This year, I have managed to rid myself of two people from my life.
I did so semi-intentionally — it’s all a part of the growing-up process (one does tend to wonder when said process will end, since I am already in my forties) to be able to accurately ascertain that someone is just plain bad for you.
I’ve never been one to burn bridges. To whit, my entire range of years in puberty were spent trying desperately to fit in with a crowd, with the vast majority of whom I had little to nothing in common. The more I was rejected, the more I pushed for acceptance. I freely admit that this is likely a tale with which many can identify — the years of puberty being the hormone-strewn classic nightmare that they are for so many. I did have some good friends in the crowd, but precious few, and I am in touch today with only a smattering of them.
But I’m “FB friends” with many of the original crowd. Why? Dunno. They friended me, mostly, likely to swell their friend lists. These are mostly those who didn’t dislike me, but with whom i was never particularly close, a fact borne out by the photos i see of old gang reunions to which I am never invited.
I don’t need them on my list to prove I had friends in the past — god knows, once i grew up and accepted that my lifestyle would be very different from these people and I therefore should waste no more time in futile pursuit of their grudging and patronizing acceptance, I began to blossom and thrive. I accepted their friendship s because in a way, I felt affectionately towards them. My own judgment, or lack thereof, aside, it was nice to say hi, and see how they are and where and what and all that fun stuff. I’m very happy with my life, therefore looking back nostalgically is largely a fun pastime.
The two people of whom I initially spoke were nothing to do with my former years as a freshfaced and eager youthful idealist.
One is a former Dom. The other is a former love of my life.
The Dom is an oddity in and of himself. He claims to be in recovery from a particularly unpleasant behavioral disorder, and for this reason is always truthful and very open about his behaviour and limitations as a result of the affliction. I told the Big Bad Cat about him from the beginning. I knew the Dom way before the BBC and I met and fell in love. The Dom pursued me for a year before we finally met in the flesh, we had a number of sessions, and in between them he made it very clear that I was expected to be his 24*7, and obey his whims regardless of non-proximity. This was OK, or at least, it was OK then, because I was just beginning to experience BDSM, and believed that “this was the one twue way to be a sub”.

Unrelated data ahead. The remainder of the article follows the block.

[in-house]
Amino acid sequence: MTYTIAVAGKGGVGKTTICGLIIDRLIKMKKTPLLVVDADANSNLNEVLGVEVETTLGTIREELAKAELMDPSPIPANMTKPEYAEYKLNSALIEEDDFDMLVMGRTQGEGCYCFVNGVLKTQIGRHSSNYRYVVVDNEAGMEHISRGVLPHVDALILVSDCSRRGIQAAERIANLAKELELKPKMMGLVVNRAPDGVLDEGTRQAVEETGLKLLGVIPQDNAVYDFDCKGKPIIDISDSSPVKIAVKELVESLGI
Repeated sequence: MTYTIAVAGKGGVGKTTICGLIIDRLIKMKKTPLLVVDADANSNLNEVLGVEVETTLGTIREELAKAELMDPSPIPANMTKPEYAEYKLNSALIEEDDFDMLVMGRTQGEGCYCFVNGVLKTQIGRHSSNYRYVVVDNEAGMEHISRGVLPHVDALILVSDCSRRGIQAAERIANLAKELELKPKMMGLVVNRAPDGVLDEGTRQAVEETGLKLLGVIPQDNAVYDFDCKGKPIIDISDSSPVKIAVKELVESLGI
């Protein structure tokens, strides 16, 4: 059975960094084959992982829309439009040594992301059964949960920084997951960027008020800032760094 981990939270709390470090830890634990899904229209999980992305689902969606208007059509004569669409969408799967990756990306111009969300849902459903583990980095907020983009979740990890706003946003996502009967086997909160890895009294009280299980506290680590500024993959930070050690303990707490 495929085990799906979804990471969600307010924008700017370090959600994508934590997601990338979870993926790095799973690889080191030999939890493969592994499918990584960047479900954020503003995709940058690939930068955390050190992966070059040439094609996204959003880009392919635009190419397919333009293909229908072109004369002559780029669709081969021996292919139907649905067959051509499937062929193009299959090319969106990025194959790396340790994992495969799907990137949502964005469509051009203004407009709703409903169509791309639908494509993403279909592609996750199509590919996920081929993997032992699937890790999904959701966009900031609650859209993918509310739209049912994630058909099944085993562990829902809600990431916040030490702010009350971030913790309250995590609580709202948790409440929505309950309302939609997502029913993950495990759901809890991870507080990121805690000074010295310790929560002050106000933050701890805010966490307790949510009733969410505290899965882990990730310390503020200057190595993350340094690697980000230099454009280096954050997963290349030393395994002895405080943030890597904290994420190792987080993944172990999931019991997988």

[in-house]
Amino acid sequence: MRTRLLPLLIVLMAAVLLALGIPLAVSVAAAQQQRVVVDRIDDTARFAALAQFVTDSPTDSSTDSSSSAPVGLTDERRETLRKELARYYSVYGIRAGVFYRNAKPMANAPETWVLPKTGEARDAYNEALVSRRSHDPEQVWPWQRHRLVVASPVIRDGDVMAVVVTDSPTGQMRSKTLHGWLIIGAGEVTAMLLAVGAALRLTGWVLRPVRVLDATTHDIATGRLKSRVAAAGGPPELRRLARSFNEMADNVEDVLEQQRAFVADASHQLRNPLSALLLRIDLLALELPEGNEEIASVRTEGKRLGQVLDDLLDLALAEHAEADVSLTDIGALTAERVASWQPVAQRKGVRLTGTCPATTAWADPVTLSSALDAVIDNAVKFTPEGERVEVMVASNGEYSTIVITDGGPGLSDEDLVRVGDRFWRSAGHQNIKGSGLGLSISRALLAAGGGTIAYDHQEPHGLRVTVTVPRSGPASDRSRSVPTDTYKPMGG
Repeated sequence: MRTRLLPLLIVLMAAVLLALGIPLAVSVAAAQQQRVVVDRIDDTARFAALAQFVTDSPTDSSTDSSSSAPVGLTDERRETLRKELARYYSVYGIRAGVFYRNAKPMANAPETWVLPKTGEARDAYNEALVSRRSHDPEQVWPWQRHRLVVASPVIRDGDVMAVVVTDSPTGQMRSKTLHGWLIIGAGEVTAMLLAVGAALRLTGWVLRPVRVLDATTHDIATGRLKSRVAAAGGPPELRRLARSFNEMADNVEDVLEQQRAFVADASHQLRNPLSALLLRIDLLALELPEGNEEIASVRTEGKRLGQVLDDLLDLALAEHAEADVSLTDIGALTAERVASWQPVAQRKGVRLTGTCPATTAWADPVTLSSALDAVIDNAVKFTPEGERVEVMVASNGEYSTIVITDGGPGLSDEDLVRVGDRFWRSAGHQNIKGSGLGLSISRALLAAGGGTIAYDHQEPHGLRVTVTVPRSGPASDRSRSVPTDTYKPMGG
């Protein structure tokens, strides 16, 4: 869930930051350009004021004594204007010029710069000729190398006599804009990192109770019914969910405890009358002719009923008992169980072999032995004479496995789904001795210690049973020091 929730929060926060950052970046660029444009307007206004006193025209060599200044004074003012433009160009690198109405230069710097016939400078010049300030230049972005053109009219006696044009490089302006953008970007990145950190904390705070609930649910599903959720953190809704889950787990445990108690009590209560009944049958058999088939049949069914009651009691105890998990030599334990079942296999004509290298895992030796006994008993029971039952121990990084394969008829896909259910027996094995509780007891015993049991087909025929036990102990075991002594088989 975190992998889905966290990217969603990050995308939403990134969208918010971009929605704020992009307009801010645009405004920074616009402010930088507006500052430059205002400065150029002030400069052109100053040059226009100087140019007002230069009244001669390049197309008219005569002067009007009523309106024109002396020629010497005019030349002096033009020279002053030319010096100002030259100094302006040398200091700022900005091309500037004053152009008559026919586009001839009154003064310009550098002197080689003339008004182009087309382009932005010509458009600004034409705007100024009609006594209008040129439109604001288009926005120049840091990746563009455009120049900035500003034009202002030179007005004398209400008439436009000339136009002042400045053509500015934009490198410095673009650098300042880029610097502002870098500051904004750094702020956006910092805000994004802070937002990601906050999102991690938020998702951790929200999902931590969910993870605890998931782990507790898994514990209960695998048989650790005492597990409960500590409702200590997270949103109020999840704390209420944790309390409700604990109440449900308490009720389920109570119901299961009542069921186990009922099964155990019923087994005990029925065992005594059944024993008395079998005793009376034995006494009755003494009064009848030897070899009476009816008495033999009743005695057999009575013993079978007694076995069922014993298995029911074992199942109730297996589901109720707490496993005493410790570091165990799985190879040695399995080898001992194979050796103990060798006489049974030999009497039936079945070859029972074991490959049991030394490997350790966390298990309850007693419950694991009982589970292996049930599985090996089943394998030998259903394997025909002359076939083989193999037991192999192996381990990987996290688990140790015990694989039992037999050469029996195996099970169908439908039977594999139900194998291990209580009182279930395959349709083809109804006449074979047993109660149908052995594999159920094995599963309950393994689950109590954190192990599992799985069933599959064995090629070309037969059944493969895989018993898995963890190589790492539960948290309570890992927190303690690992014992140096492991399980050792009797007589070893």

One twue way my sizeable ass.
The Dom and I broke up when i realized that I was not happy with the arrangement. While I was doing everything that he requested of me, he was withholding communication from me, and leaving me feeling isolated and abandoned. When I broached this subject, he told me that he was no longer happy with our arrangement for various reasons not connected to me. We ended ostensibly friends, although over the following year, as I learned more and more about the lifestyle, I realized how things had been wrongly handled (to put it mildly) from the beginning. Over time, I communicated to him how I felt, and eventually we worked things out and became, for want of a better term, friends.
After a while, the subject came up of sexual arousal — specifically, ours — redux. It had never ceased to exist, we’d always been very sexually attracted to one another. However, in the course of trying to make it work, appointment after appointment ended up being cancelled. Basically, life got in the way — and he took this as a personal insult. And with his reaction of petulant, pram-toy-expulsion tantrum, so expired my feelings for him.
The former love of my life was the one who made the choice to depart from my life — but things had gotten to the stage where I couldn’t continue to be in his life without him understanding how difficult he made it to be around him.
He’d suffered a personal tragedy that we should none of us ever know about — the tragic loss of a child. It had profoundly depressed him, although it didn’t change who he was all that significantly. He was always a self-destructive, conflicted and manipulative man with wild mood swings and an innate sense of “pity me”. It took me a long time to realise how he was playing me, years and years in fact — but eventually, the penny dropped. I wrote to him, when I realised that I had to do something, and I asked him to face up to what he was doing to me. It was a long, carefully thought-out and constructed letter, that set out facts: what I could no longer handle in terms of his behaviour towards me, and how he made me feel. We are all of us responsible for 100% of our 50% of the equation, and I hoped he’d understand that.
He didn’t. He did not reply, and has dropped me from his mental list of friends — evidenced by his actions on various social networking sites.
And I’m OK with that. It’s such a relief to close a door that opens onto a yawning chasm of self-doubt and potential hurt. And unusually — since I am not a bridge-burner by nature — I feel stronger and happier.
Yes, it’s difficult to lose people in life, but it’s even more difficult to know when they need to remain lost. I cherish the people I keep in my life, even more so when I acknowledge that I keep them there intentionally. Some people will never be lost to me, and I will always be here for them. These two — they’re history.